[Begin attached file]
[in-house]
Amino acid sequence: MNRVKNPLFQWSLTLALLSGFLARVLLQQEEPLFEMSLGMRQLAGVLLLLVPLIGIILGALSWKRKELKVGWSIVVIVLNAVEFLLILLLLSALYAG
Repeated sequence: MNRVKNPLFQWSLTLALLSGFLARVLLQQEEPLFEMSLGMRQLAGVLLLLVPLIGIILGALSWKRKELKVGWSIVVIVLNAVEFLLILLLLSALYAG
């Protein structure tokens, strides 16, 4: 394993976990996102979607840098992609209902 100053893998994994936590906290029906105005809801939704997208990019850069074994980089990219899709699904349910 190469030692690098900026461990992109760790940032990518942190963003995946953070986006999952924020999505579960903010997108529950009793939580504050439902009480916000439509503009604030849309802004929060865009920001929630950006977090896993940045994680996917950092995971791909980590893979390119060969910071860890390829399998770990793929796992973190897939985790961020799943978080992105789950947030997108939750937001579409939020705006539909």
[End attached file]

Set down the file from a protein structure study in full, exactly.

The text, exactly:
[in-house]
Amino acid sequence: MNRVKNPLFQWSLTLALLSGFLARVLLQQEEPLFEMSLGMRQLAGVLLLLVPLIGIILGALSWKRKELKVGWSIVVIVLNAVEFLLILLLLSALYAG
Repeated sequence: MNRVKNPLFQWSLTLALLSGFLARVLLQQEEPLFEMSLGMRQLAGVLLLLVPLIGIILGALSWKRKELKVGWSIVVIVLNAVEFLLILLLLSALYAG
């Protein structure tokens, strides 16, 4: 394993976990996102979607840098992609209902 100053893998994994936590906290029906105005809801939704997208990019850069074994980089990219899709699904349910 190469030692690098900026461990992109760790940032990518942190963003995946953070986006999952924020999505579960903010997108529950009793939580504050439902009480916000439509503009604030849309802004929060865009920001929630950006977090896993940045994680996917950092995971791909980590893979390119060969910071860890390829399998770990793929796992973190897939985790961020799943978080992105789950947030997108939750937001579409939020705006539909």